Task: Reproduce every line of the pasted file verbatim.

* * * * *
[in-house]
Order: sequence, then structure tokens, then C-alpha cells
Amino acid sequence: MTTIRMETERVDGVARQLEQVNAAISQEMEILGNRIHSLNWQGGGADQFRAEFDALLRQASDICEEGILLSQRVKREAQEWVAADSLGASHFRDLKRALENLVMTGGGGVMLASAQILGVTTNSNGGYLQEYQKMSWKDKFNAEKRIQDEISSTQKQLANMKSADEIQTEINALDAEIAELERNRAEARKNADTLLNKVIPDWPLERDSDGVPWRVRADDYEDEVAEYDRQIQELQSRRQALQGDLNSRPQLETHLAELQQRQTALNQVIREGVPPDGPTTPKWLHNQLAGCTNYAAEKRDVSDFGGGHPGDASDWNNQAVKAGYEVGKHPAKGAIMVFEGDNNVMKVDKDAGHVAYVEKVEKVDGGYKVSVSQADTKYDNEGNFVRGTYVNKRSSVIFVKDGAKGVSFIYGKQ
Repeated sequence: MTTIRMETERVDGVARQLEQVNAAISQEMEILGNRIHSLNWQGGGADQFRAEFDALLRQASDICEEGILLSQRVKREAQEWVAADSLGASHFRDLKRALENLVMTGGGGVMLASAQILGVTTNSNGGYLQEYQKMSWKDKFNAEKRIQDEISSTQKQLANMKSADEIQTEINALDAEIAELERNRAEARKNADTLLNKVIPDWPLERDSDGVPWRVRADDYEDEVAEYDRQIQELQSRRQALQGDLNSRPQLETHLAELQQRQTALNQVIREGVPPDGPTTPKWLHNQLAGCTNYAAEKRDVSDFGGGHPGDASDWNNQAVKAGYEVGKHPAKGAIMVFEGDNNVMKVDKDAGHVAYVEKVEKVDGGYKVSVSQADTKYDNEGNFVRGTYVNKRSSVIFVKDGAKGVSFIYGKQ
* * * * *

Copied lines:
[in-house]
Order: sequence, then structure tokens, then C-alpha cells
Amino acid sequence: MTTIRMETERVDGVARQLEQVNAAISQEMEILGNRIHSLNWQGGGADQFRAEFDALLRQASDICEEGILLSQRVKREAQEWVAADSLGASHFRDLKRALENLVMTGGGGVMLASAQILGVTTNSNGGYLQEYQKMSWKDKFNAEKRIQDEISSTQKQLANMKSADEIQTEINALDAEIAELERNRAEARKNADTLLNKVIPDWPLERDSDGVPWRVRADDYEDEVAEYDRQIQELQSRRQALQGDLNSRPQLETHLAELQQRQTALNQVIREGVPPDGPTTPKWLHNQLAGCTNYAAEKRDVSDFGGGHPGDASDWNNQAVKAGYEVGKHPAKGAIMVFEGDNNVMKVDKDAGHVAYVEKVEKVDGGYKVSVSQADTKYDNEGNFVRGTYVNKRSSVIFVKDGAKGVSFIYGKQ
Repeated sequence: MTTIRMETERVDGVARQLEQVNAAISQEMEILGNRIHSLNWQGGGADQFRAEFDALLRQASDICEEGILLSQRVKREAQEWVAADSLGASHFRDLKRALENLVMTGGGGVMLASAQILGVTTNSNGGYLQEYQKMSWKDKFNAEKRIQDEISSTQKQLANMKSADEIQTEINALDAEIAELERNRAEARKNADTLLNKVIPDWPLERDSDGVPWRVRADDYEDEVAEYDRQIQELQSRRQALQGDLNSRPQLETHLAELQQRQTALNQVIREGVPPDGPTTPKWLHNQLAGCTNYAAEKRDVSDFGGGHPGDASDWNNQAVKAGYEVGKHPAKGAIMVFEGDNNVMKVDKDAGHVAYVEKVEKVDGGYKVSVSQADTKYDNEGNFVRGTYVNKRSSVIFVKDGAKGVSFIYGKQ